The Health Sciences Innovation Building (HSIB), designed by CO Architects, provides a state-of-the-art multi-disciplinary, interprofessional medical and health education facility at the University of Arizona’s Health Sciences campus in Tucson, AZ. The $128-million, 230,000-square-foot-facility integrates education and transdisciplinary collaboration among teams of health professionals, students, and faculty in medicine, nursing, pharmacy, and public health. The building features an expansive 27,000-square-foot clinical skills and simulation center with a broad spectrum of instructional space, innovative technology, and learning applications to accommodate varying groups and team sizes. Additionally, it offers wet and dry research laboratories and student collaborative spaces to support industry partnerships.
Architizer chatted with Alex Korter, AIA, RIBA, LEED AP BD+C, principal and project manager at CO Architects, to learn more about this project.
Architizer: What inspired the initial concept for your design?
Alex Korter: We envisioned the terra-cotta façade as the building’s signature feature. Its design was inspired by the self-shading characteristics inherent in the nearby Sonoran Desert saguaro cactus. The terra-cotta material is a nod to Southwestern earthen materials, such as adobe.
What do you believe is the most unique or ‘standout’ component of the project?
The undulating terracotta facade!
What was the greatest design challenge you faced during the project, and how did you navigate it?
Custom terra-cotta panels can be expensive, especially when part of a fully unitized curtainwall assembly. Using digital technology and parametric modeling, we tied together program comfort needs, geometry, panelization, and cost. Several design iterations were generated that included input from everyone involved in order to achieve our aesthetic and performative intents while adhering to the project’s budget and construction schedule. Collaborating early and often with Boston Valley Terra Cotta was critical for developing the manufacturing process for the desired twisted effect. The terra-cotta louvers were created using an extrusion method. Post-extrusion, they were twisted while still pliable, then finished with a raked texture. Also, devising and engineering an efficient attachment system for the terra-cotta panels back to the curtainwall was vital to keeping the project on track.
Scott Kelsey, FAIA, managing principal, principal in charge Arnold Swanborn, AIA, LEED AP, design principal, design director Jonathan Kanda, FAIA, LEED AP BD+C, principal, project director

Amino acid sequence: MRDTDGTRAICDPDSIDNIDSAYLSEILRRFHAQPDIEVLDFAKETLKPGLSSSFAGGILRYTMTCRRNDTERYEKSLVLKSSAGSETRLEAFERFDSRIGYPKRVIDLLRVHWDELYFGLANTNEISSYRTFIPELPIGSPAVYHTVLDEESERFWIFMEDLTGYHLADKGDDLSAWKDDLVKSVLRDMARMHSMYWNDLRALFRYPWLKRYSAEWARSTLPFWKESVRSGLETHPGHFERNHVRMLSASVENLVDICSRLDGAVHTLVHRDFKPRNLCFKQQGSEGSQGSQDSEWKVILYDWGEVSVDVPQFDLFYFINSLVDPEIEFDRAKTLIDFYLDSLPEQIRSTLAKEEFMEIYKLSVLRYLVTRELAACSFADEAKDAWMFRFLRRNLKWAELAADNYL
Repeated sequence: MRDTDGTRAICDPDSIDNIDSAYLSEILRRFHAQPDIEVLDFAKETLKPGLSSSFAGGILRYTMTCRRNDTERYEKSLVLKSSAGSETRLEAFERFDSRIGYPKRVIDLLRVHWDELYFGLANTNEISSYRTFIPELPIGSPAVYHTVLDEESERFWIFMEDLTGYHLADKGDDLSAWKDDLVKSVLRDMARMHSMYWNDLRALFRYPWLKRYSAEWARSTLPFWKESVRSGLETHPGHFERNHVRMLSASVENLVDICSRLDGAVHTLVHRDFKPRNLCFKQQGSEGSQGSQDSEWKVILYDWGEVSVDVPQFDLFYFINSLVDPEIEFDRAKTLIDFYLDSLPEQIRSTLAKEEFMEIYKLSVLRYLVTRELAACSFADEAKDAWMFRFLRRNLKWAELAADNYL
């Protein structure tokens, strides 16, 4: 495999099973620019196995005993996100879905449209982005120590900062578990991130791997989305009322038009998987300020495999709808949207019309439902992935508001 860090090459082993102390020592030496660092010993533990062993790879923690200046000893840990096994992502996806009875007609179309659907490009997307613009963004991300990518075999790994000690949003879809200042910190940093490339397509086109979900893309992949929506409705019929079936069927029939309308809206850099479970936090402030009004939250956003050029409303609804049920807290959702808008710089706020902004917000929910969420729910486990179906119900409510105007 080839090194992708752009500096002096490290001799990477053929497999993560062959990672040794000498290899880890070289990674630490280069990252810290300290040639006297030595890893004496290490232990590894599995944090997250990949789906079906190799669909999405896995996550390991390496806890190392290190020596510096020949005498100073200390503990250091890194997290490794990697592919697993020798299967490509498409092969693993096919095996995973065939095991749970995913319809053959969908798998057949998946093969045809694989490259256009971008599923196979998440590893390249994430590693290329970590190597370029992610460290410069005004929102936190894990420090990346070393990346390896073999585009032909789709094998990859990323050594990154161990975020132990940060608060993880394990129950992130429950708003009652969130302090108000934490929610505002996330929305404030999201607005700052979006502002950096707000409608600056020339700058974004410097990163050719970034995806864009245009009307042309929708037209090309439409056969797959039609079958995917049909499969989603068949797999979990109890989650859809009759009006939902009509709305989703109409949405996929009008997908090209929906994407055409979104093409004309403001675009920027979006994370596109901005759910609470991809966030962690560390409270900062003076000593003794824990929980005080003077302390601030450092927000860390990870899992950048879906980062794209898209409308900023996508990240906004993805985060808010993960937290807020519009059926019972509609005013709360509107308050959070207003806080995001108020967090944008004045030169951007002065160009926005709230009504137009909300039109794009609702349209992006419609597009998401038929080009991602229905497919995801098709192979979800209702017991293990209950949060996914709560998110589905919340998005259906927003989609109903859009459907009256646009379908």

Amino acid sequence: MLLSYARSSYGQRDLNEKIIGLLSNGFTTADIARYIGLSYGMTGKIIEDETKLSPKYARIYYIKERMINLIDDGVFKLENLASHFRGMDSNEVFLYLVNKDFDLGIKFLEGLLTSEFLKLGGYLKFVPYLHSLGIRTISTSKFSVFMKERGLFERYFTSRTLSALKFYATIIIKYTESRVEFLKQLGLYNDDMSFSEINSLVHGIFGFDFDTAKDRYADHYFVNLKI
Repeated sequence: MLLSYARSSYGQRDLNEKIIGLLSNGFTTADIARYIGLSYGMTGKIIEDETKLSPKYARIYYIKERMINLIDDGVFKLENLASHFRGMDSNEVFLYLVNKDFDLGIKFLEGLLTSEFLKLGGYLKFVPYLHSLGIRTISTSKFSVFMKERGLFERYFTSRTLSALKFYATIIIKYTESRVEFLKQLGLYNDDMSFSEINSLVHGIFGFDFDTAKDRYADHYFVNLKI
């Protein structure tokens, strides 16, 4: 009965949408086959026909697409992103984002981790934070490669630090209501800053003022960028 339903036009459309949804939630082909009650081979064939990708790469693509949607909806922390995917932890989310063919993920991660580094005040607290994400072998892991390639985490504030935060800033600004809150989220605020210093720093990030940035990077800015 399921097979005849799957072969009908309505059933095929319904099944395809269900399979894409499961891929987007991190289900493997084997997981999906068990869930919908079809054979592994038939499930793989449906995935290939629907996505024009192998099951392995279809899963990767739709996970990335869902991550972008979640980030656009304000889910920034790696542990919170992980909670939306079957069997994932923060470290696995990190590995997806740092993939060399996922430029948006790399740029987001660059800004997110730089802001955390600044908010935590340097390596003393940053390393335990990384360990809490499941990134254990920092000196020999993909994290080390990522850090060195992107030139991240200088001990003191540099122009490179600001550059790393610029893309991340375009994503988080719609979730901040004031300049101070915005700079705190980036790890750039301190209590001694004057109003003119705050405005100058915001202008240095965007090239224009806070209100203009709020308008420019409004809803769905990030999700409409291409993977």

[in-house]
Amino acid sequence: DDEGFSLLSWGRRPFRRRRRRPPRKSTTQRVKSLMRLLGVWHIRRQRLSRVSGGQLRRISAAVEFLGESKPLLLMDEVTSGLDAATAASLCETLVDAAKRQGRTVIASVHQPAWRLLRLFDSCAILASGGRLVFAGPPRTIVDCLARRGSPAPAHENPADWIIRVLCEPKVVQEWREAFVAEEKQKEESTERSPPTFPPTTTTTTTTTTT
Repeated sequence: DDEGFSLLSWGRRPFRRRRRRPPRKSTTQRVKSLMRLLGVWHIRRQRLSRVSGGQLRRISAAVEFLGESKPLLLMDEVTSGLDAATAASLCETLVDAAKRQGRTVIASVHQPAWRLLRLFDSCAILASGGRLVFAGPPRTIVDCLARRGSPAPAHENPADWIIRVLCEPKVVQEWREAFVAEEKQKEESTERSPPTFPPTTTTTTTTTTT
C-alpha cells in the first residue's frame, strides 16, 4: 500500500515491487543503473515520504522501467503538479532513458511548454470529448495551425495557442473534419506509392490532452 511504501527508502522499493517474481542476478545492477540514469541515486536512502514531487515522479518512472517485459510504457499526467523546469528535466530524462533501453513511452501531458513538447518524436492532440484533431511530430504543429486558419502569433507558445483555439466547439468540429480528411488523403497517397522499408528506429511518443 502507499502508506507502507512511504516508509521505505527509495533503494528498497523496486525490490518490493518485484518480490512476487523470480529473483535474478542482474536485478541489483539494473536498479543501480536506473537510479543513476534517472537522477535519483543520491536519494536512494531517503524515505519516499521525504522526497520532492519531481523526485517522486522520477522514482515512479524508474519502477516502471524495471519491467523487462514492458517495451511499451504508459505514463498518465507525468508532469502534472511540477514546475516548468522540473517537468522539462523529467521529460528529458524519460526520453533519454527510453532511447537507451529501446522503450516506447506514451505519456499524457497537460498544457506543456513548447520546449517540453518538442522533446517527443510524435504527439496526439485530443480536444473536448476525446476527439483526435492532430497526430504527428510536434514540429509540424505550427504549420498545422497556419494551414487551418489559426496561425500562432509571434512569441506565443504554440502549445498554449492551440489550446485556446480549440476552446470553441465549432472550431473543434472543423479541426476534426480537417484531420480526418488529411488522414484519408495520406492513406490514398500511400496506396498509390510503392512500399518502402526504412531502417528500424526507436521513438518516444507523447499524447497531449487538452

Associate Architect: Swaim Associates Construction Manager: Kitchell MEP: Affiliated Engineers Structural Engineer: John A. Martin & Associates Civil Engineer: EEC Engineering & Environmental Consultant LEED: Atelier Ten Lighting: KGM Architectural Lighting AV/IT: NV5 Cost: Rider Levett Bucknall
Products / Materials
EXTERIOR Structural system: Exterior cladding— Terra Cotta: Boston Valley Metal/glass curtainwall: Kovach Building Enclosures Concrete: Baker Concrete Construction EIFS, ACM, or other: Kovach Building Enclosures Roofing— PVC Roofing Membrane: Sarnafil Windows— Steel: Kovach Building Enclosures Aluminum: Kovach Building Enclosures Glazing— Glass: Northwestern Industries Doors— Entrances: Kovach Building Enclosures Sliding doors: Dorma Fire-control doors, security grilles: Special doors (sound control, X-ray, etc.): Hydraulic Doors: Schweiss INTERIOR Interior finishes— Acoustical ceilings: Arktura (Forum & beam cover), Kirei (red baffles only) Suspension grid: Armstrong (ACT) Demountable partitions: Skyfold & Modernfold. Maharam (fabric only) Cabinetwork and custom woodwork: Pollmeier Baubuche (wood) Paints and stains: Sherwin Williams Wallcoverings: Designtex, BuzziSpace & Filzfelt (felt). Camira (fabric for wrapped panel in Sim Pat & 150/300P Learning Studios) Wall tile: Daltile (restrooms), Heath Ceramics (café only) Dry wall: N/A Masonry: N/A Paneling: Pollmeier Baubuche (wood panels) Plastic laminate: Abet Laminate (wood look), Formica (white) Special surfacing: Avonite (solid surface only) Floor tile: Daltile (restrooms) Resilient flooring: Forbo (linoleum), Mondo (rubber), Capri Cork (rubber cork on stairs), Mannington (LVT only), Armstrong (labs only) Carpet: Tandus Centiva Carpet fiber: Tandus Centiva Carpet backing: Tandus Centiva Raised flooring: Tate Conveyance— Elevators/Escalators: Arizona Elevator Solutions
For more on University of Arizona Health Sciences Innovation Building, please visit the in-depth project page on Architizer.